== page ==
Wurzburg Residenz: Definitely not just “another old building”

While the Atla docked in Wurzburg all day, those of us joining in the optional excursion to Rothenburg weren’t in town very long. Fortunately it was long enough for a visit to the Residenz, where the bishop-prince of the mid-1700s dwelt in baroque opulence.

Okay, I’ll admit it. A baroque “palace” for a church official. In Germany. With lots of gold leaf. After a full day of touring already. It didn’t sound like a great way to end the afternoon. But, when our guide, Gunther, offered to let some stay on the bus and return to the Atla without the tour, I didn’t speak up. No one on our bus did.

‘Sure glad I didn’t.

We trekked across the broad cobblestone plaza leading to the residence. You can’t really call it a “home” because it’s simply too much to imagine anyone living in this place, let alone having leftovers or having to remember to take out the trash. But I guess bishops didn’t have to worry about that. This one in Wurzburg had more than 500 servants to take care of those details. He just had to look official and deal with all the bowing and scraping being done to curry his favor.

And maybe he took some time to look up at the ceilings in his home. I know I sure would have spent at least two-thirds of my daily hours lying back on a bench and staring upwards. This place has a fresco in the Imperial Hall and another over the palatial stairwell; each is magnificent and each was designed and painted by Giovanni Battista Tiepolo.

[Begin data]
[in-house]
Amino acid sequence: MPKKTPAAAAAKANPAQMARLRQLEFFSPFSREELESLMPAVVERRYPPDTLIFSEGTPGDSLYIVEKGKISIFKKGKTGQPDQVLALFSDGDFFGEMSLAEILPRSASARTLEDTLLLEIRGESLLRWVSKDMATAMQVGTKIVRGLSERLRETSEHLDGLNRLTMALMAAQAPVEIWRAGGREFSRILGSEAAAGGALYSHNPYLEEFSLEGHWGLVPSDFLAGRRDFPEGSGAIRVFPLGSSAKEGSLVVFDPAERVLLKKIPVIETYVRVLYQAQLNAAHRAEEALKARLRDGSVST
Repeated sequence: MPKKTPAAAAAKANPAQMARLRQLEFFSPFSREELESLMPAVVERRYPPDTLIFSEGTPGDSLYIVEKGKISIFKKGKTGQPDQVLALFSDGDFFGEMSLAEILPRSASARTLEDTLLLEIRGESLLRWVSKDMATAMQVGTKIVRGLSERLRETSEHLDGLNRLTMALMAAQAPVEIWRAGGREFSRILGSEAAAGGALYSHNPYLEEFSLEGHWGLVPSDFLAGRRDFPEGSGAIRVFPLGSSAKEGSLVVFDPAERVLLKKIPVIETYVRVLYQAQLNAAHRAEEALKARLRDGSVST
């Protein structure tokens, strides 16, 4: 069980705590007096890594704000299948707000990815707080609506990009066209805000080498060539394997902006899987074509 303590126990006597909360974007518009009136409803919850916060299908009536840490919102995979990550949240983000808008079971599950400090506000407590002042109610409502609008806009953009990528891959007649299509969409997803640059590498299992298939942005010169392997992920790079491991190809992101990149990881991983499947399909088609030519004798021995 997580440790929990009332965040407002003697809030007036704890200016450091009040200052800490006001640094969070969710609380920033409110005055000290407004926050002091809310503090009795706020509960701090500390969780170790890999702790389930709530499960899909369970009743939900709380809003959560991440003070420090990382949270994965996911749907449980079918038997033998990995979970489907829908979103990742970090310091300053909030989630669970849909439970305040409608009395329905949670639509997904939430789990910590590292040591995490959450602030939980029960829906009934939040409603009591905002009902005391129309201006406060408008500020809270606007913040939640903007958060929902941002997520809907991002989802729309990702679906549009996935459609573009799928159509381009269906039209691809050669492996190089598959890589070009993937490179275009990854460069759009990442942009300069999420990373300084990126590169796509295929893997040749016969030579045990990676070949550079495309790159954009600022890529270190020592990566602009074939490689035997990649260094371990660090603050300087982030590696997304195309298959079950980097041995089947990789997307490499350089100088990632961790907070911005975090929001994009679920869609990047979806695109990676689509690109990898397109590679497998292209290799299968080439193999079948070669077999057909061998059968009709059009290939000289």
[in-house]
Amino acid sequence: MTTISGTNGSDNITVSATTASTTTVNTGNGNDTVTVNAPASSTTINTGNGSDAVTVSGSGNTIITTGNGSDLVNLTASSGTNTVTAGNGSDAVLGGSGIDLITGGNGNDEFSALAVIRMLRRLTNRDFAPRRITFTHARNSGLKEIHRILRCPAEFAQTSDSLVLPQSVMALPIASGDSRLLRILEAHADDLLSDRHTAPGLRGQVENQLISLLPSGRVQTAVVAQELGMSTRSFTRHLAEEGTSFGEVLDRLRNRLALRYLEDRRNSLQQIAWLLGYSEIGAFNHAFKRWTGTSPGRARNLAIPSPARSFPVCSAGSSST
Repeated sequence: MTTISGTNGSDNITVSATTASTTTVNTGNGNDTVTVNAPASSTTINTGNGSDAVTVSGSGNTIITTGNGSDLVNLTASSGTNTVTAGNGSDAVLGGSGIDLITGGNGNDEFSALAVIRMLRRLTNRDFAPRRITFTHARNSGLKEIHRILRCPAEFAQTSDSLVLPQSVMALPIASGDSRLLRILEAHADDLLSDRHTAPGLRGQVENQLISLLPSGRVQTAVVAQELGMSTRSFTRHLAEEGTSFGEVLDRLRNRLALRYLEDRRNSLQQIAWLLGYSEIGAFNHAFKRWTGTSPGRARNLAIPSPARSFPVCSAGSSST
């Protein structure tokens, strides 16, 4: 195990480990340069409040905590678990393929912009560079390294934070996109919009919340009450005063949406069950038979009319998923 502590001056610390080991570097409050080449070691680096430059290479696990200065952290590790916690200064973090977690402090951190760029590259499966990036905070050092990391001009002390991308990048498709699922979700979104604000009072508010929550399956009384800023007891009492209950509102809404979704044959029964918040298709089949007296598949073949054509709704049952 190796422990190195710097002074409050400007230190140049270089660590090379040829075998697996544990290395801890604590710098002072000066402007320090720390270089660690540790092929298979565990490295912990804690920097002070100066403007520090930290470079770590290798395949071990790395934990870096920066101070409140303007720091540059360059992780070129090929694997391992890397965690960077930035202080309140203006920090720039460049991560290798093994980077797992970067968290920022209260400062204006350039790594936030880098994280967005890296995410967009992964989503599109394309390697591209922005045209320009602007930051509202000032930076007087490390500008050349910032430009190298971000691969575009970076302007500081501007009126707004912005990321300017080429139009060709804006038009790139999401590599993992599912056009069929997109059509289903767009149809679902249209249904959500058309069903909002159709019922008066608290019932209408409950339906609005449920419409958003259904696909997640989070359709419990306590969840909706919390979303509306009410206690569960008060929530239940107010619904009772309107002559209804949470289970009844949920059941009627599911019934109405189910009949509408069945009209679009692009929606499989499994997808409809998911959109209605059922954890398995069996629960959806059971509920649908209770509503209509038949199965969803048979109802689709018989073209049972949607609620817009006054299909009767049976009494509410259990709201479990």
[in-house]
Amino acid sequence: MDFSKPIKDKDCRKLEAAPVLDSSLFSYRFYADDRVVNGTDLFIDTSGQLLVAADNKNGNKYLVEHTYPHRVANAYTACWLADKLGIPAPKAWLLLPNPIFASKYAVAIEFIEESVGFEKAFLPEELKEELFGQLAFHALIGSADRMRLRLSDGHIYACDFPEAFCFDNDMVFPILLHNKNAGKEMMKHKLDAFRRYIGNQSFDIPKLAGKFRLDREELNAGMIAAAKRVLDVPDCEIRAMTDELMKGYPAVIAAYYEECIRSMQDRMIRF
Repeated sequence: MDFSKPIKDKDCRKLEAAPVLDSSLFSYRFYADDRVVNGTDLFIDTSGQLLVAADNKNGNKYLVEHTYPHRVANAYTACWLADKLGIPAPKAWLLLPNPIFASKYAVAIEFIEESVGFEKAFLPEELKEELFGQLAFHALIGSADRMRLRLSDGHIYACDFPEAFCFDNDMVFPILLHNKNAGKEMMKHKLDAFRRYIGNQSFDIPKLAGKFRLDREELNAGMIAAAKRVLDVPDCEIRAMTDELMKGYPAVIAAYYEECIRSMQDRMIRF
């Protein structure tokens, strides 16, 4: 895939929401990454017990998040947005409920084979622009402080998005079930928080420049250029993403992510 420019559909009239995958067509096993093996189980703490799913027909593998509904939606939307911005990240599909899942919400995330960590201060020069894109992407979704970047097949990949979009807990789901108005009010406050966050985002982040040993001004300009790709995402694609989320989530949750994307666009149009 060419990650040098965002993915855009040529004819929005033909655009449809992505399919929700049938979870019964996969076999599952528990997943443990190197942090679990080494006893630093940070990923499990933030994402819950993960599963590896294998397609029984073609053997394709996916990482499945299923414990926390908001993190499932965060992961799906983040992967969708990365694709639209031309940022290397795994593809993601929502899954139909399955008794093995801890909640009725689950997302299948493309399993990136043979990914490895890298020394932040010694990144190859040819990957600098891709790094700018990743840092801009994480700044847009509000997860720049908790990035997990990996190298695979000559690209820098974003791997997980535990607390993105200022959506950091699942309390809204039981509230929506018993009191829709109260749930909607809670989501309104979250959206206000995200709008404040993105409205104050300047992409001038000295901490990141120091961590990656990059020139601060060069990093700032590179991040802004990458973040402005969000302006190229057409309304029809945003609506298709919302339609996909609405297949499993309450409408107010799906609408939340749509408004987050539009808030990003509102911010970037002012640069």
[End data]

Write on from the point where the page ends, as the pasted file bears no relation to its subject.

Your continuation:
I’ve never been one for old fancy buildings, just because they’re old and fancy. Yet walking into the Wurzburg Residenz and falling under the spell of these two frescos (frescoes?) wasn’t a choice I had; it just happened. My favorite is the one over the stairwell; it is the world’s largest ceiling fresco (677 square meters). It depicts four continents of the world; the colors are rich and realistic and the details are numerous. The most amazing thing about this painting, though, is what effect it has on the viewer: Tiepolo’s skills with perspective and draftsmanship resulted in a trompe l’oeil effect that “fools the eye” more than any other piece I’ve seen. Swaths of deep red cloth appear to drape off the painting toward the ground, a spotted dog looks so real I expected him to wag his tail, legs of a painted figure seem to physically extend off the image’s edge. In short, two dimensions become three effortlessly. I was amazed.

Other rooms, including a gold and mirrors number that almost hurts the eyes, followed these first two rooms, but none had the impact on me that Tiepolo’s work had. At dinner back on the Atla that night, passengers were still talking about the effect the paintings created and the feelings it left them with.

My advice: Even if you’re not an “old building” kind of tourist, take this tour. And take time, too, to just sit and look heavenward. You’ll be astounded. And glad you didn’t skip it.